Wednesday, June 21, 2006

Bugfixing the State Machine

Some say the average # of LOC/day is 20 for "Joe average", and I think that's valid for me as well. That includes bugfixing, maintenance, design, testing, surfing the web for conspiracy theories and a general lack of concentration due to neuroborreliosis.

I've been at it (The Big Bug Hunt) for a day now, but I've spent less than an hour at actual bugfixing. Part of the day was spent in bed in a collapsed stupor, I started trembling in the kitchen and had to lie down.

I've found half a dozen of bugs already. One was me trying to clear a bit using XOR, but forgetting that this bit isn't neccessarily set in the first place, so I had to do an AND with the NOT of the mask I used with the XOR. Another bug was caused by a stray stack pointer. A few bugs were discovered in pointer arithmetic here & there.

I got as far as verifying that a single stone, put on Tengen, gets its neighbor lists and liberty count updated, that the neighbor of that stone (an empty chain with the size of the board) gets its size reduced, and that the n-th order liberty fill code works at least partially correct.

I still haven't yet tested merging of chains, capturing chains or the delta-updating of n-th order liberties. I'm very slow with coding & debugging nowadays, often I go lie on the bed to conjure up a hypothesis before I return to my desk to test it. I usually don't debug without a testable hypothesis.

Chess programmers (and to a lesser extent Go programmers) often report serious bugs in their engine code that surfaced only years after they had a successful program, and I want to avoid that. In other words, I'm going to test the living daylights out of this code, using a test file with Go problems and their known solutions. But that's something for the future - first the TsumeGo code itself needs to be developed.

Since I don't play Go and I am an opponent of trying to be "clever" (= putting the programmer's Go knowledge in a Go program), I'm going to use automatic learning for the TsumeGo's plausible move generator and its ordering heuristics. This is near-trivial compared to writing the state machine itself, at least for me it is because I have several years of experience with automatic learning applied to Go. Not just with "pattern urgency", I also have done successful work with connectivity patterns.

So, where other folks have specialized ladder code, net code and liberty-filling code, I'll have nothing of the sort. Later I'll might code a fast ladder module as a special case but first I will design and build a plausible move generator/sorter that finds ladder moves, tries them first and follows them as deep as needed, all automatically. I will have to program nothing for that. It will be a very simple, elegant, small and fast self-learning expert system. All basic data structures for it are already in place and are updated as part of the state machine.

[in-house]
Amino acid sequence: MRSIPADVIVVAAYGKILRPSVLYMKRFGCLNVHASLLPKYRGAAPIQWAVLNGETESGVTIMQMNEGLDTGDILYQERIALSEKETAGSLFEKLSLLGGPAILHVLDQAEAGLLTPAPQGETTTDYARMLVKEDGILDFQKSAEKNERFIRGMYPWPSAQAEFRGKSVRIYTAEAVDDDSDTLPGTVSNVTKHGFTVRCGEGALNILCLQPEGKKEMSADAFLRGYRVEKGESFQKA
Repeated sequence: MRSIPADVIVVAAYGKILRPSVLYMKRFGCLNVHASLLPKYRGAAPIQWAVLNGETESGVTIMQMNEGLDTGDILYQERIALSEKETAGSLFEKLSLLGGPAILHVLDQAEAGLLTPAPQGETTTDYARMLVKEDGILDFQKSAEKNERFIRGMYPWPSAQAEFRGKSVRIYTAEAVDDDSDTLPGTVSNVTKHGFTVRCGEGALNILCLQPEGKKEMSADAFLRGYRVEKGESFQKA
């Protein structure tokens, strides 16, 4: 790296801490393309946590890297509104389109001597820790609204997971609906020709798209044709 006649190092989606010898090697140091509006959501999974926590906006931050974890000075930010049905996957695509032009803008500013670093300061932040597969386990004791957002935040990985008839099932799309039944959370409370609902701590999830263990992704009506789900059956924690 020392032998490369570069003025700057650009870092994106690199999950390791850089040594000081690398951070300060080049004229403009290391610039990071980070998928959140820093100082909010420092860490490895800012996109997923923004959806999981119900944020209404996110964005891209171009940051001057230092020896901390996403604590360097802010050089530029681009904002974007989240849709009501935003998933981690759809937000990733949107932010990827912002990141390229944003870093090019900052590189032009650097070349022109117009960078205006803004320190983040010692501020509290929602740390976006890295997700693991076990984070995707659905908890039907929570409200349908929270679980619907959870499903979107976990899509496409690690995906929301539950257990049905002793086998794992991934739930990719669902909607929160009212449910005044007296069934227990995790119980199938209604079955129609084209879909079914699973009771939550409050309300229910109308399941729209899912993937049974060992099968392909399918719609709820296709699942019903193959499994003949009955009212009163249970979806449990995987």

I have to admit it's a bit scary. David Fotland has efficient code that moves on liberties of threatened chains, and of course this is very fast. Faster than my expert system. But Fotland's code has no, or at least no solid notion about n-th order liberties and hence has difficulties with nets. In fact the big weakness of most, if not all Go programs today is the lack of tactical insight in terms of getting too dangerously enclosed. My design caters for early static detection of enclosure in the evaluation function, but my plausible move function will generate moves that try to enclose using-, resp. try to escape from nets of 2nd or higher order all by itself, using automatic learning. If this works as it should, the result is an extremely strong tactical module that can solve "open" (non-enclosed) TsumeGo problems in acceptable time. If this does not work as it should, it has to be fixed :)

You understand that my approach is highly superior to any 4d or 5d or even pro putting hundreds of if's in his plausible move generator. My approach takes half a million games and learns which tactical moves are plausible in which tactical situations. Using an expert system is slower than using if's, but the sophistication of pruning is much better, so I can achieve the Holy Grail of Go programming, a very narrow search tree. My plausible move generator for the Tactics module, contrary to Moyo Go's pattern expert, will not use actual patterns in the form of Zobrist hashes because this is unacceptable for reasons of accuracy and speed.

Neither will I use a neural network because I am of the old school - I avoid multiplications like the plague. I have no problems with black boxes, but only when I can pry them open and have a peek in them and understand or even influence what's going on in there.